Sunday, 11 January 2009

Sunday 11th January

Another frosty morning, but not has harsh as yesterday. I started off patch at New Hythe, greeted by a fantastic sunrise over the frozen lakes, but not by the fabled lurking Jack Snipe of Lunsford Lane. Undeterred I checked Alders Lake and got good views of the female Goosander that was crammed into one of the few remaning patches of free water. Joined by James Bushnell I headed off to try and locate the West Scrub Firecrest, following the 'snipe' ditch for it's full-length. This was productive, both a Little Egret and showy Water Rail put in appearances. A single Siskin was the only sighting from the bridge by the Divers' car park. A pair of Bullfinches lisped through the hawthorns, but the Firecrest failed to show, so we walked back alongside the Tesco Lake, checking out for Redpolls. A male Stonechat showed very well and after much deliberation we failed to turn a female Tufted Duck with much white above the bill into a Scaup or Scaup-hybrid! By the time we returned to Lunsford Lane a few others were searching out the Jack Snipe which apparently been flushed while we had been discussing Aythya anatomy! A Kingfisher flew along the ditch, most probably relieved that the thaw underway. Steve Nunn picked out a couple of Lesser Redpoll just as we made our way back to the car.

Back in Barming I capitalised on the increasingly mild weather and took the kids for a walk along the River Medway between Barming and Teston Bridges. A Kingfisher was quickly located by Barming Bridge and watched for a while, reassurred by it's successful fishing forays - a lucky bird to be living to one of the few non-iced over waterways in the locality. Great Tits and Goldfinches were all in song. A Yellowhammer stood guard over a Hawthorn along the tow path and numerous Robins and Song Thrushes prodded away as the iced-ground gave way to mud. Four Lapwings were disturbed just west of Barnjet Priory, but after a couple of flappy circuits they settled back down in the sheep field alongside the Tonbridge Road. Upto 20x Black-headed Gulls loafed in the Oak tree alongside Teston Bridge, occasionally taking buoyant sorties up and down the river. Both a Cormorant and a Grey Heron were noted making high passes but failed to land. On the return leg 7x Meadow Pipits went up, followed by a grass-skimming female Sparrowhawk. They all landed on the ballast alongside the railway track, only to be flushed again by the fast-gliding shadow of a Kestrel!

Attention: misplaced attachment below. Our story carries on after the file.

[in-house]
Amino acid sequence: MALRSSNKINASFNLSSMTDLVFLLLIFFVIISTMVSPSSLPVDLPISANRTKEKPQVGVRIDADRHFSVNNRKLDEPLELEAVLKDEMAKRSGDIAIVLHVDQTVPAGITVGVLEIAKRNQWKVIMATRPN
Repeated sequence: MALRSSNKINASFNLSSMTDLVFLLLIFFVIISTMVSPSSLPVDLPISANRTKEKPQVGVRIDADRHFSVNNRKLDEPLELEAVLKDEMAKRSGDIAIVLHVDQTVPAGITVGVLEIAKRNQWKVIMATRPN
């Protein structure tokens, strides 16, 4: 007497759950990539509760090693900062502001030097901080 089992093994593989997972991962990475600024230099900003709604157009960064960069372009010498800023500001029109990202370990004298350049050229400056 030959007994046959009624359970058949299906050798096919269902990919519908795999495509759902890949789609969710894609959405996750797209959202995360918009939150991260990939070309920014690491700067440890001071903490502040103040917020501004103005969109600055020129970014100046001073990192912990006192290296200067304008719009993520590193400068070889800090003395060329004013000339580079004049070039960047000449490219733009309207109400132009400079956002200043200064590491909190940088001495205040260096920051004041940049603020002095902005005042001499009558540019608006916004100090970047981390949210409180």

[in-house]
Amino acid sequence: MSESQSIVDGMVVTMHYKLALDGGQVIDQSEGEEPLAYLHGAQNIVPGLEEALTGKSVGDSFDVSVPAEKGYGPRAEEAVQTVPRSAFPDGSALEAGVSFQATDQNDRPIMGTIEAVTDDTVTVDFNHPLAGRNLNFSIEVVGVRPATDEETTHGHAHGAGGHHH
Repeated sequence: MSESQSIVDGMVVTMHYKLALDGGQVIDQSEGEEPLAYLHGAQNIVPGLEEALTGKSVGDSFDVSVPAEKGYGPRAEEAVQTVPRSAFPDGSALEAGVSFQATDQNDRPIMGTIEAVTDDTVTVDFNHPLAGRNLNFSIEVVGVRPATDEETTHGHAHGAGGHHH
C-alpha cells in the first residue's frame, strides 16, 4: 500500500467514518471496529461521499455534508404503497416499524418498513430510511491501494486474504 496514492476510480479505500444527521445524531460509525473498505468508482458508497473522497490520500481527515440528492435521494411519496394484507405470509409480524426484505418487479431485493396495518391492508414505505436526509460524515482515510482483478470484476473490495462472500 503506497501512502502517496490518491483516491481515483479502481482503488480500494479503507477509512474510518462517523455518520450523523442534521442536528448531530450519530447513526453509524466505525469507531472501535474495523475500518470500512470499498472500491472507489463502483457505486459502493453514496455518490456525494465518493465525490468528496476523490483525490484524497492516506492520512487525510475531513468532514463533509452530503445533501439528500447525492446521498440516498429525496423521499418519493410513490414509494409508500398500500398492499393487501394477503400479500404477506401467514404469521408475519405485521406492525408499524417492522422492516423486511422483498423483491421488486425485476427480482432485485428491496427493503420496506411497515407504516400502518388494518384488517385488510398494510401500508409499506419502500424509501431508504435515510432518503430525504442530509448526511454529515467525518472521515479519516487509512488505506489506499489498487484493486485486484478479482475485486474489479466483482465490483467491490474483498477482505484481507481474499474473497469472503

As soon as I got home Ross (The Bald Birder) phoned to tell me he'd picked out 4x Waxwings in the gene bank orchard on the Research Station behind (east of) East Malling church. As quick as I could I put coats and wellies back on the kids and we made the trip to work! As we walked through the churchyard a huge flock of winter thrushes went up in the air - hedge trimming on the Italian Alder windbreaks was underway - great! I picked out a male Brambling, and then as luck would have it, a Waxwing. It was feeding on unpicked apples, quite close to the public footpath, and by some amazing feat, considering I was trying to control two under-6s, set-up the scope and not block the unbelievably busy footpath, I managed some record shots. The bird flew out of the orchard and south after just a couple of minutes. Another bider arrived but the Waxwing (s) couldn't be relocated. Ross et al then came into view on the return leg of their walk. I thanked him for his phone call and he asked if I'd managed to photograph any of the birds - I smugly gave him a slideshow! I didn't realise it but Warren of Pittswood blog fame (http://pittswoodpatch.blogspot.com/) had prompted Ross into an unofficial competition with a comment he'd made on Ross' blog yesterday (http://baldbirder.blogspot.com/) - who could get the first picture of the patch Waxwings?! Ross had put the groundwork in and now was I about awarded the Laurels? He obviously liked the photos as he commented that I'd just photographed images out of a book, but fortunately I'd taken care to add my characteristic photographic style to each image - bird slightly out of focus and obscured by branches - the evidence was indisputable! I'm sure he'll repay my gratitude by supressing the news of the Dusky Thrush he'll discover amongst the 10,000s of Fieldfares on site! All a bit of healthy competition.

6 comments:

Warren Baker said...

So Steve saw them first and you phtographed them first! well, honours even i'd say!

Greenie said...

Adam ,
Sounds like a cracking day .
The Jack Snipe and Firecrest would have been the icing .

Kingsdowner said...

A bird on the screen is worth two in athe bush?
Good report (with impressively tolerant children).

Ken said...

Hi Adam.
Worth getting up for then. Plenty of great birds seen makes it all worth while. Well done.

Steve said...

Nice one Adam...some great sightings today....those Waxaing are superb.

Simon said...

Some super sightings Adam, well done with the Waxwings - what fantastic birds they are!